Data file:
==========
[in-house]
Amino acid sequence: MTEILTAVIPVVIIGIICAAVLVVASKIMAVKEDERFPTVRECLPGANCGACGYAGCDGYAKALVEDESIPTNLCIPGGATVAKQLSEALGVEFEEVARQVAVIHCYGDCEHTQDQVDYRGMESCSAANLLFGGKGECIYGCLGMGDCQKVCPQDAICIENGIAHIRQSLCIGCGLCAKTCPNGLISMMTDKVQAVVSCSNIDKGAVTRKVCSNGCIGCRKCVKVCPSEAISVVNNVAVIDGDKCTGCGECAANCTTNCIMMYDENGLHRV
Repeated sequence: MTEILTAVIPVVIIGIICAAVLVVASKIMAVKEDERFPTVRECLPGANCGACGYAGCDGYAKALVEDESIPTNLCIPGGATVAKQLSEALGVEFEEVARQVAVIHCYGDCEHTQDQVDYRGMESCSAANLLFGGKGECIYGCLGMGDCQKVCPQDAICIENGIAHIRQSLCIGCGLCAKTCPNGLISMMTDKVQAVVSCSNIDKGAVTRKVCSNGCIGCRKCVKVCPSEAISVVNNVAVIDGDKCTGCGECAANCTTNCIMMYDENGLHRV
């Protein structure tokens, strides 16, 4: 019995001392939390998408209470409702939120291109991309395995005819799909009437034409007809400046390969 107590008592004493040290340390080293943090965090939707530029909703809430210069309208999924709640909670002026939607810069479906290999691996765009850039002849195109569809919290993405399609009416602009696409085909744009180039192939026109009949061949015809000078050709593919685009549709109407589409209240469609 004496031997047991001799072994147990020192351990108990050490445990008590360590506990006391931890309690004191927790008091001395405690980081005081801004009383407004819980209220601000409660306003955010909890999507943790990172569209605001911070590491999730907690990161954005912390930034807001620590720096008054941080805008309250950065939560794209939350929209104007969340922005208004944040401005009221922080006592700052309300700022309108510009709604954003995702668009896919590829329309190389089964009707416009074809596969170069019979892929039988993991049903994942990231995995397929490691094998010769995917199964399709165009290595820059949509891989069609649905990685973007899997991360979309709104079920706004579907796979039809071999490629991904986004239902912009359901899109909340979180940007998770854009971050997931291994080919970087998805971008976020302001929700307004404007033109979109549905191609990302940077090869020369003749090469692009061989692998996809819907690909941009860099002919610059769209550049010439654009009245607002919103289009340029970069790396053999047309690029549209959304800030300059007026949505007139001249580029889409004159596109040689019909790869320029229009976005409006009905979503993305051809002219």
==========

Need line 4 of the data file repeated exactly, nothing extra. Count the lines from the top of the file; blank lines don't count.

């Protein structure tokens, strides 16, 4: 019995001392939390998408209470409702939120291109991309395995005819799909009437034409007809400046390969 107590008592004493040290340390080293943090965090939707530029909703809430210069309208999924709640909670002026939607810069479906290999691996765009850039002849195109569809919290993405399609009416602009696409085909744009180039192939026109009949061949015809000078050709593919685009549709109407589409209240469609 004496031997047991001799072994147990020192351990108990050490445990008590360590506990006391931890309690004191927790008091001395405690980081005081801004009383407004819980209220601000409660306003955010909890999507943790990172569209605001911070590491999730907690990161954005912390930034807001620590720096008054941080805008309250950065939560794209939350929209104007969340922005208004944040401005009221922080006592700052309300700022309108510009709604954003995702668009896919590829329309190389089964009707416009074809596969170069019979892929039988993991049903994942990231995995397929490691094998010769995917199964399709165009290595820059949509891989069609649905990685973007899997991360979309709104079920706004579907796979039809071999490629991904986004239902912009359901899109909340979180940007998770854009971050997931291994080919970087998805971008976020302001929700307004404007033109979109549905191609990302940077090869020369003749090469692009061989692998996809819907690909941009860099002919610059769209550049010439654009009245607002919103289009340029970069790396053999047309690029549209959304800030300059007026949505007139001249580029889409004159596109040689019909790869320029229009976005409006009905979503993305051809002219």